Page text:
Let’s talk about burnout

Avatar of Reed Odeneal Reed Odeneal, Engineering Manager, Service Experience Tribe

In August 2017, I quit.

After four years at SageSure, I backed up from a job that I loved because I fell victim to burnout and left the very company where my career in software began.

SageSure gave me what I felt was my first big break into the software world. It was the kind of job that I had been reaching for since I graduated college: remote work, a handsome salary, incredibly talented coworkers, and doing exciting work. It was a dream come true. The first few years were fast-paced and exciting and I genuinely loved the work that I was getting to do. A year after coming on board I had assumed the role of Operations Lead with a small team of talented engineers overseeing our Cloud infrastructure, CI/CD systems, and being responsible for monitoring our production stack. As a company, we were accelerating at an amazing pace and smashing records for new business nearly every month. As a result, the frequency of changes and deployments flowing into production was ever-increasing. On one hand, I was watching my career take flight all while learning new tech and automating everything else. On the other hand, the number of backlog tickets, production incidents, outages, and postmortems that I was participating in was ever-increasing. At times I felt the crunch and hunkered down to get through tight deadlines, incidents, and an endless number of meetings. But still, I loved my job.

At this point, the quiet erosion of my career euphoria, my dream job, was hardly noticeable. There were times when I directly felt the stress of work but I always assumed that you sometimes felt exhausted from work and that was it. I figured if things got really bad I could take a few days off to reset. Another year went by and the story reads the same: more organizational success, more frequent delivery to production, and more fallout from outages, technical debt, and new features. Then, I finally hit a wall. The thing is I didn’t hate my job at this point, I still loved it, but I knew that it was going to crush me if I didn’t leave it behind. I felt powerless and ill-equipped to handle the way that I responded to stress. I was out of gas and had no more energy left in me to give to my job, so I resigned and slipped away with a bag of emotion dragging behind me.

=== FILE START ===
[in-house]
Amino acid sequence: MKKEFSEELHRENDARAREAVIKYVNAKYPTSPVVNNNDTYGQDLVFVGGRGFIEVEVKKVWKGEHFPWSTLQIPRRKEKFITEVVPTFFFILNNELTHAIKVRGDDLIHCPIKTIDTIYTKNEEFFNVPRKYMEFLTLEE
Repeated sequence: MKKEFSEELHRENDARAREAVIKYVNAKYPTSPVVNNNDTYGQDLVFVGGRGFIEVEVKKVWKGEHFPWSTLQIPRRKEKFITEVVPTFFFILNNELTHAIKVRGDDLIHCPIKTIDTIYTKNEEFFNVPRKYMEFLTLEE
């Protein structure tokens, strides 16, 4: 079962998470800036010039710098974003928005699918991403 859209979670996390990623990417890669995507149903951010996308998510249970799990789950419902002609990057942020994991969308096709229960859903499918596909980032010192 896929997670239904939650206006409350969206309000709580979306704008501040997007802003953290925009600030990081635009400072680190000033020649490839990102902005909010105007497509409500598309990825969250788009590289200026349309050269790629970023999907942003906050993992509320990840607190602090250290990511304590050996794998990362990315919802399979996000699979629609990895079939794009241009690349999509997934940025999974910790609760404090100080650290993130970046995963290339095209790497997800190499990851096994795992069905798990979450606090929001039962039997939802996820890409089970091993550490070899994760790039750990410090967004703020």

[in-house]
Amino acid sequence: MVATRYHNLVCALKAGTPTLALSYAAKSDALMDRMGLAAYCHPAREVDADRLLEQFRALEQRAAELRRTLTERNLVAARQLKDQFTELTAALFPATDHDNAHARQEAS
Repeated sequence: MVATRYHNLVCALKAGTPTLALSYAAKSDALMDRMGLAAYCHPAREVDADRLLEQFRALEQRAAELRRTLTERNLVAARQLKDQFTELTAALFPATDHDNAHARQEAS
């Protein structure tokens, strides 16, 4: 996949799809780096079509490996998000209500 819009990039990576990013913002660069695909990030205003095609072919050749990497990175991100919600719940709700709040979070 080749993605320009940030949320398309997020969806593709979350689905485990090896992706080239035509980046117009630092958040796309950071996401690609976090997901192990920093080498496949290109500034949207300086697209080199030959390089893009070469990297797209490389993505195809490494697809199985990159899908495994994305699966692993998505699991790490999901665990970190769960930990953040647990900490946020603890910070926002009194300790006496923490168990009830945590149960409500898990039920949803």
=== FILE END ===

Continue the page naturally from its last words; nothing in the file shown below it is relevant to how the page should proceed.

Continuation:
How did this happen? Why didn’t I see this coming? These were the questions that swirled in my head when I finally had a chance to reflect on the most shocking turn of my young career.

What exactly is burnout?

Stress manifests in everyone differently and can make identifying and treating job-related stress and burnout a real challenge. Herbert Freudenberger, a German-born American psychologist and psychotherapist, first coined the term “burn out” in 1974 describing it as “a consequence of excessive stress leading to chronic fatigue and lack of enthusiasm”. His work defined a 12-stage model for the development of burnout symptoms:

Many of these are clear sensations that may be easy to spot yet others you may never realize until you’re in the middle of it. In my case burnout first began building early on in my career at SageSure but not in ways that I ever expected or even noticed.

What I learned

SageSure, round two

After I burned out I spent the following year and a half freelancing and working on personal projects which gave me the opportunity to reflect on what happened and why it happened. I stayed in touch with SageSure and my friends there and was lucky enough to get the chance to join the organization for a second time with a new perspective on my job and priorities. Better understanding burnout and how job stress affects me has made a significant improvement on my quality of life and the quality of my work.


If there’s any takeaway you get from this post it should be this: talk about burnout. It’s the most important first step anyone and any organization can do. I’m a testament to the reality of work stress and burnout and wanted to share what I know about it, what I went through, and to hopefully get us started on thinking about these things more often.